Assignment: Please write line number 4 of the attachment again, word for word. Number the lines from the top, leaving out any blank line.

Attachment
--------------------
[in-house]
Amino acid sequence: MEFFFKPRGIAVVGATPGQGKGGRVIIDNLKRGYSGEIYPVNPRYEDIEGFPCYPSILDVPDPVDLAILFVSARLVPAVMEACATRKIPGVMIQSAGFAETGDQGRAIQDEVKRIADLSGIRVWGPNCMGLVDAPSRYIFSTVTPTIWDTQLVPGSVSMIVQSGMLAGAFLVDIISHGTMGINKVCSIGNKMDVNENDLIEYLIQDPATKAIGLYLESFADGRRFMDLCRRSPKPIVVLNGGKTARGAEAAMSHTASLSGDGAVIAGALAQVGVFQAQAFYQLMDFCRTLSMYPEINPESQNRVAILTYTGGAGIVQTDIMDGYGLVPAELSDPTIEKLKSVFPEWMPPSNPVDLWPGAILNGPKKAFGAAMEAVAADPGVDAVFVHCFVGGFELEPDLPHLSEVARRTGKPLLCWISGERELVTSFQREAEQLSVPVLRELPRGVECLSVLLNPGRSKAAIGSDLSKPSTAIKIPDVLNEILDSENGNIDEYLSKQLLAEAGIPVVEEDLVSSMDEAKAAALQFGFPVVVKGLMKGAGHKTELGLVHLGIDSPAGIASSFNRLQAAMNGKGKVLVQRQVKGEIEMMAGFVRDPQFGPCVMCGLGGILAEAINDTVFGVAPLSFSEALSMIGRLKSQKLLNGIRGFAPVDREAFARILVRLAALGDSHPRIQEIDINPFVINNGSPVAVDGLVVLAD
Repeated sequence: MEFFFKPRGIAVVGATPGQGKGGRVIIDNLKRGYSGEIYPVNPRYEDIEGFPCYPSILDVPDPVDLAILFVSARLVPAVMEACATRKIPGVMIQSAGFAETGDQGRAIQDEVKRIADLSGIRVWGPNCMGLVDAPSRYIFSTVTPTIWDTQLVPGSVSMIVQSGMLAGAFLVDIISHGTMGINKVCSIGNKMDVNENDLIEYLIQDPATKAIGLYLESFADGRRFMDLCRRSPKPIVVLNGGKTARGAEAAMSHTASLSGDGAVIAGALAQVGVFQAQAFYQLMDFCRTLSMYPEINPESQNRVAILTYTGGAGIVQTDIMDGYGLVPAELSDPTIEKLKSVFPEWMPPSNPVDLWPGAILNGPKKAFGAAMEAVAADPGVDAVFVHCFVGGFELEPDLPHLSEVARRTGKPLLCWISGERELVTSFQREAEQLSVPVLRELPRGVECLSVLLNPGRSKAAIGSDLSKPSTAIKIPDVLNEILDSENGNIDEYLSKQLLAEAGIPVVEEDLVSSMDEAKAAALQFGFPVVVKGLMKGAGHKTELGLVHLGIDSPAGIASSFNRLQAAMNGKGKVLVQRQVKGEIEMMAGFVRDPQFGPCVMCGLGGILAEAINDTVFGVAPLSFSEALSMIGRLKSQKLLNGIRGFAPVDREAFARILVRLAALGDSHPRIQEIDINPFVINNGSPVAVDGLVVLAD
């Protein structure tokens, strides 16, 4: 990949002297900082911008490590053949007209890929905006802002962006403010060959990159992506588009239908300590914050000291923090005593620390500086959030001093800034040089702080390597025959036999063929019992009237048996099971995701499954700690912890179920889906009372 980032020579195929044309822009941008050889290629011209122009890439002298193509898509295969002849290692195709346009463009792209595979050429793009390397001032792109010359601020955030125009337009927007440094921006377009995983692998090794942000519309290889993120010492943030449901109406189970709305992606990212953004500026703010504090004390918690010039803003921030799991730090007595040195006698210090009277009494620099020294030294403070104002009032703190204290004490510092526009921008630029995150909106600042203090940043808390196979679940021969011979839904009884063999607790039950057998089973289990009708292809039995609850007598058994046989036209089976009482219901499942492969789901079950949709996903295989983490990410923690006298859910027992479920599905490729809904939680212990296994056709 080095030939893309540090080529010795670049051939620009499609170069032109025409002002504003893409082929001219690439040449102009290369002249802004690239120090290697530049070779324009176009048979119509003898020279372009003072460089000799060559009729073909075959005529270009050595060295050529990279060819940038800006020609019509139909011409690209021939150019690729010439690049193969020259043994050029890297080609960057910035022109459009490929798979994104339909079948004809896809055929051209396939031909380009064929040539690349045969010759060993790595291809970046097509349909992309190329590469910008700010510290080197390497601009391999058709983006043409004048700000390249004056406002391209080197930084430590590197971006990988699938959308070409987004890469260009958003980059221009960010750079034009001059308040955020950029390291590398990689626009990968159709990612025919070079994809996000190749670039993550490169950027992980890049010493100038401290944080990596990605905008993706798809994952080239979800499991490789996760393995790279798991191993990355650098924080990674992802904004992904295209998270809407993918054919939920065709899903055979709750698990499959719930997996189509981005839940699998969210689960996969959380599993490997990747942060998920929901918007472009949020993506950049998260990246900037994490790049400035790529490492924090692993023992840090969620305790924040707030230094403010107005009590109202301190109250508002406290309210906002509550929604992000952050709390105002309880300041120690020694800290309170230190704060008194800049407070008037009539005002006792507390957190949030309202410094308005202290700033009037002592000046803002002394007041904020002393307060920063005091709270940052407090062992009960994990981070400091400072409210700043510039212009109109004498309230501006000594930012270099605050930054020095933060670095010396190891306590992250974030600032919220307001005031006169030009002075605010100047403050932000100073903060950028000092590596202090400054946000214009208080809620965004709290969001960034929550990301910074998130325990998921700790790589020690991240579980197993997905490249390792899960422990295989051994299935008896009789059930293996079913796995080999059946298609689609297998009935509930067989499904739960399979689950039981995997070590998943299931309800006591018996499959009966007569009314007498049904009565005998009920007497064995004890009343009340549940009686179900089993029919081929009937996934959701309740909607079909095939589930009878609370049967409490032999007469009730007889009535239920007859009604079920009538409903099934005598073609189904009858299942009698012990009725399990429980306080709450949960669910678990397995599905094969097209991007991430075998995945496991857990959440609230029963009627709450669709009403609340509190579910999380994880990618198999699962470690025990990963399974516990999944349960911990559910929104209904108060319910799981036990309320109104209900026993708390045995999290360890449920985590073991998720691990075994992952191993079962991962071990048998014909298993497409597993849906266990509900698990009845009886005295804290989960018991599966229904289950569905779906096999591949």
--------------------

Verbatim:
């Protein structure tokens, strides 16, 4: 990949002297900082911008490590053949007209890929905006802002962006403010060959990159992506588009239908300590914050000291923090005593620390500086959030001093800034040089702080390597025959036999063929019992009237048996099971995701499954700690912890179920889906009372 980032020579195929044309822009941008050889290629011209122009890439002298193509898509295969002849290692195709346009463009792209595979050429793009390397001032792109010359601020955030125009337009927007440094921006377009995983692998090794942000519309290889993120010492943030449901109406189970709305992606990212953004500026703010504090004390918690010039803003921030799991730090007595040195006698210090009277009494620099020294030294403070104002009032703190204290004490510092526009921008630029995150909106600042203090940043808390196979679940021969011979839904009884063999607790039950057998089973289990009708292809039995609850007598058994046989036209089976009482219901499942492969789901079950949709996903295989983490990410923690006298859910027992479920599905490729809904939680212990296994056709 080095030939893309540090080529010795670049051939620009499609170069032109025409002002504003893409082929001219690439040449102009290369002249802004690239120090290697530049070779324009176009048979119509003898020279372009003072460089000799060559009729073909075959005529270009050595060295050529990279060819940038800006020609019509139909011409690209021939150019690729010439690049193969020259043994050029890297080609960057910035022109459009490929798979994104339909079948004809896809055929051209396939031909380009064929040539690349045969010759060993790595291809970046097509349909992309190329590469910008700010510290080197390497601009391999058709983006043409004048700000390249004056406002391209080197930084430590590197971006990988699938959308070409987004890469260009958003980059221009960010750079034009001059308040955020950029390291590398990689626009990968159709990612025919070079994809996000190749670039993550490169950027992980890049010493100038401290944080990596990605905008993706798809994952080239979800499991490789996760393995790279798991191993990355650098924080990674992802904004992904295209998270809407993918054919939920065709899903055979709750698990499959719930997996189509981005839940699998969210689960996969959380599993490997990747942060998920929901918007472009949020993506950049998260990246900037994490790049400035790529490492924090692993023992840090969620305790924040707030230094403010107005009590109202301190109250508002406290309210906002509550929604992000952050709390105002309880300041120690020694800290309170230190704060008194800049407070008037009539005002006792507390957190949030309202410094308005202290700033009037002592000046803002002394007041904020002393307060920063005091709270940052407090062992009960994990981070400091400072409210700043510039212009109109004498309230501006000594930012270099605050930054020095933060670095010396190891306590992250974030600032919220307001005031006169030009002075605010100047403050932000100073903060950028000092590596202090400054946000214009208080809620965004709290969001960034929550990301910074998130325990998921700790790589020690991240579980197993997905490249390792899960422990295989051994299935008896009789059930293996079913796995080999059946298609689609297998009935509930067989499904739960399979689950039981995997070590998943299931309800006591018996499959009966007569009314007498049904009565005998009920007497064995004890009343009340549940009686179900089993029919081929009937996934959701309740909607079909095939589930009878609370049967409490032999007469009730007889009535239920007859009604079920009538409903099934005598073609189904009858299942009698012990009725399990429980306080709450949960669910678990397995599905094969097209991007991430075998995945496991857990959440609230029963009627709450669709009403609340509190579910999380994880990618198999699962470690025990990963399974516990999944349960911990559910929104209904108060319910799981036990309320109104209900026993708390045995999290360890449920985590073991998720691990075994992952191993079962991962071990048998014909298993497409597993849906266990509900698990009845009886005295804290989960018991599966229904289950569905779906096999591949």